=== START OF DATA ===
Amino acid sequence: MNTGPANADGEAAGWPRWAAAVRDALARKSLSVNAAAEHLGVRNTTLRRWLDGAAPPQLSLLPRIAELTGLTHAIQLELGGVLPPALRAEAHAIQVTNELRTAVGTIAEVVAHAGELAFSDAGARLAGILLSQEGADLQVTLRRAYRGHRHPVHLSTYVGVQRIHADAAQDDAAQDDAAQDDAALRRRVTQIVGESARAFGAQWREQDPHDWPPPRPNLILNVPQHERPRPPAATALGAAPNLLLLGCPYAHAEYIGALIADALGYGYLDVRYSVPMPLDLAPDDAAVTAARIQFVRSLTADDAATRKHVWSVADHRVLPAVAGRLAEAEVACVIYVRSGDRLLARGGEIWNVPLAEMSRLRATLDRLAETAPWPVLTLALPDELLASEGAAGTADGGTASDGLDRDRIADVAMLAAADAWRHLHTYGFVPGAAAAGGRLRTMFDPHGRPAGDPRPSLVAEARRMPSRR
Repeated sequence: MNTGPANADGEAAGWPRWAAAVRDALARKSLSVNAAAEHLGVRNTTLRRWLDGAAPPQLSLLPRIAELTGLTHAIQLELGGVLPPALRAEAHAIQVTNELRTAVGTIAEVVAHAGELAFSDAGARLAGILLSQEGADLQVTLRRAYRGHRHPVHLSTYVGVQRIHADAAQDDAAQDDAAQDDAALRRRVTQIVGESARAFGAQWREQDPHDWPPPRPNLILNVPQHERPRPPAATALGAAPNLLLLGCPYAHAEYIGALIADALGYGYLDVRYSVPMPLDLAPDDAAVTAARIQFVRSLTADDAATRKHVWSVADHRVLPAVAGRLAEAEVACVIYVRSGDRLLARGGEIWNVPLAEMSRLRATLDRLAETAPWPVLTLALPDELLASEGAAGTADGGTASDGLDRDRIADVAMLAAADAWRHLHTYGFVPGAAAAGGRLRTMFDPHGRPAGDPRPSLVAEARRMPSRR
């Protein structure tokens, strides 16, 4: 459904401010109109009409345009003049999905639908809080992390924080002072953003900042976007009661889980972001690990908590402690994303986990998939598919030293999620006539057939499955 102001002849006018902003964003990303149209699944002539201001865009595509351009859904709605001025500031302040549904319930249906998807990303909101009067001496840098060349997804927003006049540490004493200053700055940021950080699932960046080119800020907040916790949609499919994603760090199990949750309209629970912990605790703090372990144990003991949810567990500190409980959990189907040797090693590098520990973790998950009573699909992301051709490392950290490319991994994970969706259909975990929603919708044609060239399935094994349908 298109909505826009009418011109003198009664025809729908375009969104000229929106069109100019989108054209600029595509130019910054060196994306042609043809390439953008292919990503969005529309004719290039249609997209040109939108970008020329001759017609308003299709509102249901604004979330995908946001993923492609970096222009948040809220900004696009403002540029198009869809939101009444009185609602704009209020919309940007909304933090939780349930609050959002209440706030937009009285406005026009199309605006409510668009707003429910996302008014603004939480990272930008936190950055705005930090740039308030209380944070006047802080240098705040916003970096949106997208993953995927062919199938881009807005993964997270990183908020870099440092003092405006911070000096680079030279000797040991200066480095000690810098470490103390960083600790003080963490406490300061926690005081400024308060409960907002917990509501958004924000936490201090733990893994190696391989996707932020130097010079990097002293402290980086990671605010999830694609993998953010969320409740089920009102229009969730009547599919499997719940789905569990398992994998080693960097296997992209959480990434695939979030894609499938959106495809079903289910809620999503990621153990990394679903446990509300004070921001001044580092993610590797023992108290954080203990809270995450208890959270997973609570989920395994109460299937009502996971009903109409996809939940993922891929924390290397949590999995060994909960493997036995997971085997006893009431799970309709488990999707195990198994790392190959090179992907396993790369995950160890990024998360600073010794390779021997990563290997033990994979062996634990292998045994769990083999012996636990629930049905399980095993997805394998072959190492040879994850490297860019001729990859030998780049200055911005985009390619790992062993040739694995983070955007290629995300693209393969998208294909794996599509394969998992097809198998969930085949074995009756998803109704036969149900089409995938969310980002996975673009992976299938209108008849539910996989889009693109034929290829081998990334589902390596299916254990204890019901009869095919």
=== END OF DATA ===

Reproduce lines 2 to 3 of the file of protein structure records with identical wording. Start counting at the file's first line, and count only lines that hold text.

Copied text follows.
Repeated sequence: MNTGPANADGEAAGWPRWAAAVRDALARKSLSVNAAAEHLGVRNTTLRRWLDGAAPPQLSLLPRIAELTGLTHAIQLELGGVLPPALRAEAHAIQVTNELRTAVGTIAEVVAHAGELAFSDAGARLAGILLSQEGADLQVTLRRAYRGHRHPVHLSTYVGVQRIHADAAQDDAAQDDAAQDDAALRRRVTQIVGESARAFGAQWREQDPHDWPPPRPNLILNVPQHERPRPPAATALGAAPNLLLLGCPYAHAEYIGALIADALGYGYLDVRYSVPMPLDLAPDDAAVTAARIQFVRSLTADDAATRKHVWSVADHRVLPAVAGRLAEAEVACVIYVRSGDRLLARGGEIWNVPLAEMSRLRATLDRLAETAPWPVLTLALPDELLASEGAAGTADGGTASDGLDRDRIADVAMLAAADAWRHLHTYGFVPGAAAAGGRLRTMFDPHGRPAGDPRPSLVAEARRMPSRR
């Protein structure tokens, strides 16, 4: 459904401010109109009409345009003049999905639908809080992390924080002072953003900042976007009661889980972001690990908590402690994303986990998939598919030293999620006539057939499955 102001002849006018902003964003990303149209699944002539201001865009595509351009859904709605001025500031302040549904319930249906998807990303909101009067001496840098060349997804927003006049540490004493200053700055940021950080699932960046080119800020907040916790949609499919994603760090199990949750309209629970912990605790703090372990144990003991949810567990500190409980959990189907040797090693590098520990973790998950009573699909992301051709490392950290490319991994994970969706259909975990929603919708044609060239399935094994349908 298109909505826009009418011109003198009664025809729908375009969104000229929106069109100019989108054209600029595509130019910054060196994306042609043809390439953008292919990503969005529309004719290039249609997209040109939108970008020329001759017609308003299709509102249901604004979330995908946001993923492609970096222009948040809220900004696009403002540029198009869809939101009444009185609602704009209020919309940007909304933090939780349930609050959002209440706030937009009285406005026009199309605006409510668009707003429910996302008014603004939480990272930008936190950055705005930090740039308030209380944070006047802080240098705040916003970096949106997208993953995927062919199938881009807005993964997270990183908020870099440092003092405006911070000096680079030279000797040991200066480095000690810098470490103390960083600790003080963490406490300061926690005081400024308060409960907002917990509501958004924000936490201090733990893994190696391989996707932020130097010079990097002293402290980086990671605010999830694609993998953010969320409740089920009102229009969730009547599919499997719940789905569990398992994998080693960097296997992209959480990434695939979030894609499938959106495809079903289910809620999503990621153990990394679903446990509300004070921001001044580092993610590797023992108290954080203990809270995450208890959270997973609570989920395994109460299937009502996971009903109409996809939940993922891929924390290397949590999995060994909960493997036995997971085997006893009431799970309709488990999707195990198994790392190959090179992907396993790369995950160890990024998360600073010794390779021997990563290997033990994979062996634990292998045994769990083999012996636990629930049905399980095993997805394998072959190492040879994850490297860019001729990859030998780049200055911005985009390619790992062993040739694995983070955007290629995300693209393969998208294909794996599509394969998992097809198998969930085949074995009756998803109704036969149900089409995938969310980002996975673009992976299938209108008849539910996989889009693109034929290829081998990334589902390596299916254990204890019901009869095919």